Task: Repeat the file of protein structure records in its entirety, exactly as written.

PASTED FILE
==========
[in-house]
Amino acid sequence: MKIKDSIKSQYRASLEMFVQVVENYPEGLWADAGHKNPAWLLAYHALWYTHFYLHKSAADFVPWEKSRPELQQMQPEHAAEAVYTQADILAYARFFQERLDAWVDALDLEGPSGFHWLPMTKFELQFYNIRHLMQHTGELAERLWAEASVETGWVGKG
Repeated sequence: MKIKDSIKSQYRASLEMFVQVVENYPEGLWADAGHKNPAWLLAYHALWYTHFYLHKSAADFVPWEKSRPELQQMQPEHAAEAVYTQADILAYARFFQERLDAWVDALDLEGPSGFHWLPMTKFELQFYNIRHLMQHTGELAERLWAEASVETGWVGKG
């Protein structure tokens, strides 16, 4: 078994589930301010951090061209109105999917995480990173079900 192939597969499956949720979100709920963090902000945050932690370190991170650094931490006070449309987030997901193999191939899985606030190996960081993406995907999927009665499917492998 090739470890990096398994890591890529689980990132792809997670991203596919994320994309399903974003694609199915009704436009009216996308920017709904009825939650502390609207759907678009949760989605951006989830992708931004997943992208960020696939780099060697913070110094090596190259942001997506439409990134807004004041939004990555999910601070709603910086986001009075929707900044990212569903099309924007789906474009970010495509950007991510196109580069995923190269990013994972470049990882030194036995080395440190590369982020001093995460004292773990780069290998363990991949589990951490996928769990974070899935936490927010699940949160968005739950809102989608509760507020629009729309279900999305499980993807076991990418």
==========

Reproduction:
[in-house]
Amino acid sequence: MKIKDSIKSQYRASLEMFVQVVENYPEGLWADAGHKNPAWLLAYHALWYTHFYLHKSAADFVPWEKSRPELQQMQPEHAAEAVYTQADILAYARFFQERLDAWVDALDLEGPSGFHWLPMTKFELQFYNIRHLMQHTGELAERLWAEASVETGWVGKG
Repeated sequence: MKIKDSIKSQYRASLEMFVQVVENYPEGLWADAGHKNPAWLLAYHALWYTHFYLHKSAADFVPWEKSRPELQQMQPEHAAEAVYTQADILAYARFFQERLDAWVDALDLEGPSGFHWLPMTKFELQFYNIRHLMQHTGELAERLWAEASVETGWVGKG
């Protein structure tokens, strides 16, 4: 078994589930301010951090061209109105999917995480990173079900 192939597969499956949720979100709920963090902000945050932690370190991170650094931490006070449309987030997901193999191939899985606030190996960081993406995907999927009665499917492998 090739470890990096398994890591890529689980990132792809997670991203596919994320994309399903974003694609199915009704436009009216996308920017709904009825939650502390609207759907678009949760989605951006989830992708931004997943992208960020696939780099060697913070110094090596190259942001997506439409990134807004004041939004990555999910601070709603910086986001009075929707900044990212569903099309924007789906474009970010495509950007991510196109580069995923190269990013994972470049990882030194036995080395440190590369982020001093995460004292773990780069290998363990991949589990951490996928769990974070899935936490927010699940949160968005739950809102989608509760507020629009729309279900999305499980993807076991990418």